For decades I’ve made the same Easter dinner. Every year I read about new, trendy combinations, fresh starts. Yet I return time and again to the now almost sacramental supper of the lamb. It’s a once a year feast, the whole leg, stuffed with garlic and rosemary, cooked on the bone, roasted medium rare and thinly sliced lengthwise into rippling pink ribbons. It’s a meal so ancient no one knows its origins: desert herders or mountain farmers? We step back in time when we come to this table.
Last year before Easter I waited for my leg of lamb. Bill, my butcher, promised to hold a small one when it came in and sure enough at almost the last minute I picked up my slender 8 lb (from shank end to hip) leg. I sawed off the bonier sirloin end, cut the meat into kebabs, and saved the bones for stock. My final “gigot” weighed 6 lbs. I trimmed off mini-bits of excess fat and studded the whole leg with slivers of garlic and tufts of fresh rosemary. Dusted with freshly ground black pepper, the wrapped lamb waited in the fridge until noon the next day. Two hours before roasting I drizzled it with olive oil, sprinkled it generously with kosher salt, and let it come to room temp.
Strawberry/rhubarb pie went into the oven first. Next came the pan of scalloped potatoes that when cooked waited under a towel when it was time to bump up the temp for the lamb. After exactly an hour and fifteen minutes the lamb was done and ready to rest half an hour before carving. I scraped the browned mirepoix into a saucepan, added a quart of good stock and set it to simmer for the sauce while we drank a bottle of champagne in the afternoon sun. Green beans tossed with butter, warm potatoes dauphionoise, rosy sliced lamb, and a dark brown sauce. Dinner is served, everyone inside, time for the Easter lamb.
French Style Roast Leg of Lamb
5-7 lb. bone-in leg of lamb with shank attached.
3-5 cloves garlic
sprig of fresh rosemary (or dry rosemary)
1-2 tablespoons olive oil
salt and freshly ground pepper
large onion, carrot, 2 celery ribs and extra garlic cloves
24 fl. oz. (3 cups) lamb or chicken stock
1-2 tablespoons roux
fresh lemon juice to taste
Trim lamb of excess fat. Cut peeled garlic cloves into splinters and remove rosemary needles from sprig. Use small, sharp, paring knife to make deep holes in meat. Widen each hole with finger, and push sliver of garlic along with 3 rosemary needles in each hole. You will need to insert 15-20 slivers of garlic all over leg of lamb. Rub lamb with olive oil; sprinkle generously with salt and pepper. Set aside at room temperature 2 hours before roasting. Slice onion, carrot and celery; add a few unpeeled garlic cloves. Place vegetables diagonally over base of 10-by-14-inch roasting pan.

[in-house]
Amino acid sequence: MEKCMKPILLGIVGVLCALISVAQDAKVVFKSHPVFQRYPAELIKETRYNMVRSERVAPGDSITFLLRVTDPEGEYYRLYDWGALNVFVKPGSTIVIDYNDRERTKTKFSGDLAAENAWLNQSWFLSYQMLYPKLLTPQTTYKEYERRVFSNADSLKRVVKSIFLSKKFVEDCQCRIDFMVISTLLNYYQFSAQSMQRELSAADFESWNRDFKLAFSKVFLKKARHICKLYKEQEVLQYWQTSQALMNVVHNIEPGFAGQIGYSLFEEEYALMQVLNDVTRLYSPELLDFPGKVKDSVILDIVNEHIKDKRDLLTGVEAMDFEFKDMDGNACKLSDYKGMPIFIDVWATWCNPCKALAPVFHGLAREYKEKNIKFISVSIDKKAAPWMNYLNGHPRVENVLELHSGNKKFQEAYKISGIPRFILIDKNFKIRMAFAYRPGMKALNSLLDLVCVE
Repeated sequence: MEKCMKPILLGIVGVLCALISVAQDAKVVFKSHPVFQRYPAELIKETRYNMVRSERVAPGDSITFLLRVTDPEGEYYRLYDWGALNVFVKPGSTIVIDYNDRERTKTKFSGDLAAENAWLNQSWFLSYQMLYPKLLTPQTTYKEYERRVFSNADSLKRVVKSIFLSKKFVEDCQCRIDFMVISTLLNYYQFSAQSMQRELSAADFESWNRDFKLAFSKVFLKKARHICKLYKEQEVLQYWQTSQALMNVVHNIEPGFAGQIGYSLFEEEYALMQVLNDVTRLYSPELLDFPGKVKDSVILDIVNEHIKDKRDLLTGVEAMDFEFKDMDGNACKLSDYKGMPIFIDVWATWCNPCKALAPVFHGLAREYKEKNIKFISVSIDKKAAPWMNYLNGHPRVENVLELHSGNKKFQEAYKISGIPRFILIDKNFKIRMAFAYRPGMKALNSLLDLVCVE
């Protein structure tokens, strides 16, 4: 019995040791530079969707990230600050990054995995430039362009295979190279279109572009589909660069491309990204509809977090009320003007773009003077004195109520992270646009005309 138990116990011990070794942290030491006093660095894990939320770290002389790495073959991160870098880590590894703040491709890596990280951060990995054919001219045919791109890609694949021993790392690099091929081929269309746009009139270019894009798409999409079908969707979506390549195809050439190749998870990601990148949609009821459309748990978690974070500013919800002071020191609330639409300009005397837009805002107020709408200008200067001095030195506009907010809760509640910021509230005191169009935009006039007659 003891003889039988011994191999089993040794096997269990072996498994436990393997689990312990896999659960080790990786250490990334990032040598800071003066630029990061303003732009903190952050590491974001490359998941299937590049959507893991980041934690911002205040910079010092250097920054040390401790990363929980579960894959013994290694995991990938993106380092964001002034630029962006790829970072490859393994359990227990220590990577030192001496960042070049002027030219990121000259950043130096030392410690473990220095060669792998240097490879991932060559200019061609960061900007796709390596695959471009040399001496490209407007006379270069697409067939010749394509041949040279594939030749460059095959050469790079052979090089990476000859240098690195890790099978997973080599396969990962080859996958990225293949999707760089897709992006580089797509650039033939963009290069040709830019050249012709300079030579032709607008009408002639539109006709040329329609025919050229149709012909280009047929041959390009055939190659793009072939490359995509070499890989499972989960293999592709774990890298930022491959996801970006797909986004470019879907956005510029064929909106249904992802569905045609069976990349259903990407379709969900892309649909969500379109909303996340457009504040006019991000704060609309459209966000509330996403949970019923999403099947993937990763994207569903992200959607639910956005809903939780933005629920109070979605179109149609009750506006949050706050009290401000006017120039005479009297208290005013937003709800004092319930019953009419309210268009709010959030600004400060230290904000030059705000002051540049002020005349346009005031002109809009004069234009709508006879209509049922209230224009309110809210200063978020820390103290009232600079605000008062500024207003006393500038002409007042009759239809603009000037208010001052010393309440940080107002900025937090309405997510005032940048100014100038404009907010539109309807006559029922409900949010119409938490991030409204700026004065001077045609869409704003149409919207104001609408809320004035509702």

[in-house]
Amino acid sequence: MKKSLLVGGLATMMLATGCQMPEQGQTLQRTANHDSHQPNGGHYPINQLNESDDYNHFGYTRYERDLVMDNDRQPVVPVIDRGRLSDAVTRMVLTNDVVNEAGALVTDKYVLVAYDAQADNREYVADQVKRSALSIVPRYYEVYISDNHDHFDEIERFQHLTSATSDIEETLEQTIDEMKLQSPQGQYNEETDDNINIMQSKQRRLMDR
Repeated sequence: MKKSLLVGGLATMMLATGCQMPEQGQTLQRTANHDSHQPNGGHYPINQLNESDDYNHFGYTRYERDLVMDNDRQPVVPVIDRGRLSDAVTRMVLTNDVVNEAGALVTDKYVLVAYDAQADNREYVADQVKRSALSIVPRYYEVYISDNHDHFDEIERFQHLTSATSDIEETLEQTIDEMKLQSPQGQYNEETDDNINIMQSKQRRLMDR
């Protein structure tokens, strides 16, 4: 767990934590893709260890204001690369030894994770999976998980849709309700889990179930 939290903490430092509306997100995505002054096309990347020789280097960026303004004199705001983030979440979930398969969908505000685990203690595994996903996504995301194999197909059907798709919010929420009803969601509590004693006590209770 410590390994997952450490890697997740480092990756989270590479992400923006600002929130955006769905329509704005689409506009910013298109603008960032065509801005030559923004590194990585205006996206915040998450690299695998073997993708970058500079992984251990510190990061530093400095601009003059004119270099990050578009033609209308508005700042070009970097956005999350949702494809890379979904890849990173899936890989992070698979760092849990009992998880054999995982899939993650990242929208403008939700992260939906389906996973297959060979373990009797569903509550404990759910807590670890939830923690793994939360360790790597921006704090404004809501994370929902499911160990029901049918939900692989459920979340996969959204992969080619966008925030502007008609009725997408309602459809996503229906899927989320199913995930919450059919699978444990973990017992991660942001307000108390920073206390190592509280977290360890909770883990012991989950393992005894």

Preheat oven to 450°F. Insert meat thermometer into thickest part of leg. Place seasoned lamb fat side up on bed of vegetables and roast for 20-30 minutes or until sizzling and beginning to brown. Reduce heat to 375°F and roast 30-40 minutes. Remove lamb promptly when thermometer reaches 130°-140°F. Do not roast longer unless you plan to serve well-done lamb; temperature will rise 5-10 degrees as lamb rests for 20 minutes before carving. [To test lamb for doneness without a thermometer, insert long metal skewer into thick section. Hold in place to count of 10; remove skewer and place it just above your upper lip. If skewer is warmer than comfortable, lamb is done.]
To prepare sauce: Lift lamb from roasting pan and pour off excess fat. Remove any vegetable bits that have burned. Pour in stock to soften all browned bits. Scrape cooked vegetables and stock into saucepan. Bring to low boil and simmer 5-10 minutes to intensely flavor stock. Crumble in roux, whisk to dissolve, and simmer to richly flavored sauce. Add fresh lemon juice to taste and correct seasoning with salt and pepper. Strain sauce through a sieve before serving. Carve lamb in thin slices lengthwise in direction of the bone. A 6 lb. leg of lamb will serve 10 and still have leftovers.